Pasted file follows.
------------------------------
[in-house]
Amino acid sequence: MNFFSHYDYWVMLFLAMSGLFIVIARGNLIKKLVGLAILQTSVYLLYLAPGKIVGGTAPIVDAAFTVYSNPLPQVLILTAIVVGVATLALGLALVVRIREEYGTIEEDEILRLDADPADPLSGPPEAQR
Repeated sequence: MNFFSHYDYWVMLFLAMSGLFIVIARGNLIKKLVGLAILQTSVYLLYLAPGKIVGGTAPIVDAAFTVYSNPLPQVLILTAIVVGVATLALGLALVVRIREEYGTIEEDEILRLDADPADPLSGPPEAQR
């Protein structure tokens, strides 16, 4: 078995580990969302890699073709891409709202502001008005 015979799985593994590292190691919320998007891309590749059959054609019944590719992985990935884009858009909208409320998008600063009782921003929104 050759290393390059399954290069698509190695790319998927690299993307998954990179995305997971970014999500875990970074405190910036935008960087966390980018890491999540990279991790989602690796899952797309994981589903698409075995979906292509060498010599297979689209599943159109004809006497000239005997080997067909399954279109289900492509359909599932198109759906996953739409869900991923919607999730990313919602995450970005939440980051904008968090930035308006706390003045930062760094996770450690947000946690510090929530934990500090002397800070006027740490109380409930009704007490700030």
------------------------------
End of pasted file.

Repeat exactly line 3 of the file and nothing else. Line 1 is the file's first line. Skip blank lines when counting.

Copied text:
Repeated sequence: MNFFSHYDYWVMLFLAMSGLFIVIARGNLIKKLVGLAILQTSVYLLYLAPGKIVGGTAPIVDAAFTVYSNPLPQVLILTAIVVGVATLALGLALVVRIREEYGTIEEDEILRLDADPADPLSGPPEAQR